Experiencing the history of the St. Croix River by video game
The history of the St. Croix River is at the hands of players in a new interactive video game experience named "Tombeaux", unveiling at The Phipps as part of the Heart of the River exhibition.
Created by UW-Stout Professor and School of Art and Design Director Dave Beck, the interactive experience will be unveiled Friday, Sept. 14 as part of the Heart of the River exhibit at The Phipps.
The game encompasses 300 years of history, as well as looking into the future of the river. Though it is played on a device like a video game, Beck said it doesn't have the same goals associated with most games. Players will walk through the different eras of the river's history, taking in what they see in the 30-45 minutes of play time.
"My hope is they will forget they are playing a game, but instead experiencing an interactive, historical movie of sorts," Beck said.
Beck has always had a strong passion for history, as well as the environment and preservation. He chose to use his skills as an artist and creator to focus on those interests, and draw attention to important issues.
Tombeaux was created after Beck spent a month living on the St. Croix River in an artist residency with the St. Croix Watershed Research System.
"The heart of it was inspired by the river," Beck said.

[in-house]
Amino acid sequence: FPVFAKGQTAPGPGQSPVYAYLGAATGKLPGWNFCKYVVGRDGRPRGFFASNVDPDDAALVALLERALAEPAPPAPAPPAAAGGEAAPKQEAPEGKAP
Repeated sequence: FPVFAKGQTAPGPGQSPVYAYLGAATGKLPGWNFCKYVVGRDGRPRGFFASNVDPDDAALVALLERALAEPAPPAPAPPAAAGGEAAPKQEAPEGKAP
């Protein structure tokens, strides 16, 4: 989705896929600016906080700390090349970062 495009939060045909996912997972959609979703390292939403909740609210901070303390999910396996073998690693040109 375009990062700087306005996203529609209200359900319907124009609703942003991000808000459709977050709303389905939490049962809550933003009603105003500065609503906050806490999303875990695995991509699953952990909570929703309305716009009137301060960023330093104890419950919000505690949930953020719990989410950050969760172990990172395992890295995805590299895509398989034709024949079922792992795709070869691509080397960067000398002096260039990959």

Beck spent his time during the residency at the cabin of James Taylor Dunn, the author of a book that first inspired him to learn more about the river.
"It almost felt too good to be true," Beck said. "It all was just too perfect to be true and I thought I really need to take hold of this and continue that vision."
The project took four years to create.
Now the game celebrating the St. Croix River will be premiering in a spot that overlooks it.
"It's so perfect to be at The Phipps," Beck said.
Beck connected with Phipps Visual Arts Director Anastasia Shartin years ago about the project, and the two felt this interactive experience would fit well with the exhibition highlighting the 50th anniversary of the St. Croix National Scenic Riverway, which provides federal protection of more than 250 miles of the St. Croix River.
During the exhibition the game will be playable, and a few artifacts will also be on display.
Beck said he wants the game to be an educational tool for those who may not know much about the St. Croix River, as well as those in the area to better understand the river.
"I hope that for some it's an eye-opening experience about what the river once was, as well as what the river could be someday," he said.
Though Tombeaux is set around the St. Croix River, Beck said the issues that it focuses on are ones that can be found on rivers throughout the country.
"This could be Any River, USA," Beck said.
The game will be available for download after the exhibition. A fee for the game will be donated to the St. Croix Watershed Research Station.